Sad to say, for the last few years, my Gordon project has languished as I attended to the many other lines demanding research attention. Perhaps it was in reaction to missing this research companion. Who knows. It might be a good thing that it all is resident on a computer which threatens to quit working any day now. Procrastinators need deadlines.
What of my disappearing research friend, though? Not finding that telltale obituary, I toyed with the idea of writing a letter to her last known address, in hopes a sympathetic family member might respond. After all, I had checked all my subscriptions with no trace of her name. Ditto Google.
One more thought prompted me to try again—this time, pulling up the "Recent Newspaper Obituaries" section at GenealogyBank.com. Though my friend always included her maiden name in her correspondence, when I searched this time, I omitted it and just tried first and last name.
Sad that I found it, but relieved to put that question to rest, I retrieved the verdict: Ruth Gordon Hastie succumbed to a subsequent stroke and passed away on September 24, 2012. May I add to the many condolences my belated wishes that she not only rest in peace, but rest in the remembrance of many who appreciated the person she was.
Oh my that is too bad. You better at least transfer everything off that old computer or print it out.:)ReplyDelete
Well, I started by printing off my Gordon genealogy. After using nearly an entire ream of paper, I thought there might be better options...Delete
I am sorry for your sad discovery. However, your mind is now at rest.ReplyDelete
Thank you, Margie. Yes, sad as it is to know what happened, the answer does help.Delete
You brought to mind a few distant cousins that I need to check on as well. What a special experience you had through your family history explorations with this lady. I hope her research is well preserved. And I'm pleased you located her one more time and can mark her place in your husband's family history.ReplyDelete
Nancy, I certainly agree with you: I hope her research is well preserved, as well! Thankfully, in Google searches, I'm now finding several places where this researcher included some of her notes. Still, I hope family members have realized the value of her contribution and preserved her family history work for others to benefit from.Delete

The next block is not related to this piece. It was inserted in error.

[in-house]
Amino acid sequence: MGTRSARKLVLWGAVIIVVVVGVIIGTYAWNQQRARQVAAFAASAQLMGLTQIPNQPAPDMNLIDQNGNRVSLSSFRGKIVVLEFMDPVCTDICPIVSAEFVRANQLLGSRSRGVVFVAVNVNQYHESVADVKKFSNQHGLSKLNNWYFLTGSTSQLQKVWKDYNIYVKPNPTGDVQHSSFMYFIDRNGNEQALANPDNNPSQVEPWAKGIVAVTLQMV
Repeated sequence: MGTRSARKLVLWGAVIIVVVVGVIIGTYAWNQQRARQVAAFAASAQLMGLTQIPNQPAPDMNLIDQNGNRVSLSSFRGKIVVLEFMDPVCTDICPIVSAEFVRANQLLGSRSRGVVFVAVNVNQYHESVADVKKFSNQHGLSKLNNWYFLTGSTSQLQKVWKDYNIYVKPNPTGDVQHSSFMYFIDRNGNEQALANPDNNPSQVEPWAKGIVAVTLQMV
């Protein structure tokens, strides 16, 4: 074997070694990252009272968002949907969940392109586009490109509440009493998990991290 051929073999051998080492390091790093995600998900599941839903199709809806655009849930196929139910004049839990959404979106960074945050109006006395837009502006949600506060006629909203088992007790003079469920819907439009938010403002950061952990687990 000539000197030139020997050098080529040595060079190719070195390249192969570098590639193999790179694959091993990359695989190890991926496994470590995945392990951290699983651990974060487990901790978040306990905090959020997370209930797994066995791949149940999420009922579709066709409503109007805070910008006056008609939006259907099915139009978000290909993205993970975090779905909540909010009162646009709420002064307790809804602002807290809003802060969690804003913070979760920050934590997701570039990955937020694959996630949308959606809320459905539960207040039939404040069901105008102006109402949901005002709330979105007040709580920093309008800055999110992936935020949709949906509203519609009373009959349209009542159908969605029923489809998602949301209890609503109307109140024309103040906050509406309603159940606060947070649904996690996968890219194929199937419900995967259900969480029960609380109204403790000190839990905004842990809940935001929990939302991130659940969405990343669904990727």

It's funny how we often don't realize the significance of the things we are going through, except in retrospect. This experience has opened my eyes to the value of what was happening at the time--the newness of the research venue, for one thing, but also the extraordinary opportunity to meet exceptional fellow researchers. It was priceless--but I hardly realized it at the time. Well, perhaps that is the value of remembering to look back at the history of an experience, no matter how local or personal.
I suspect that Gordon is another name like Smith and Johnson!ReplyDelete
I''m sorry to hear of the passing of Ruth Gordon Hastie. I would think a series of strokes would be a horrible thing to endure - for both her and her family.
It's so strange to think of the melancholy that can come from losing a friend that one never even met, face to face, but that is what comes of connecting via computer-mediated social devices. I was certainly surprised at the impact.Delete
Yes, Gordon has turned out to be a fairly common name--although coupled with specific geographic parameters, has been fairly easy to trace, in our case. Of course, a little help from (some very talented and accomplished researching) friends helps, too!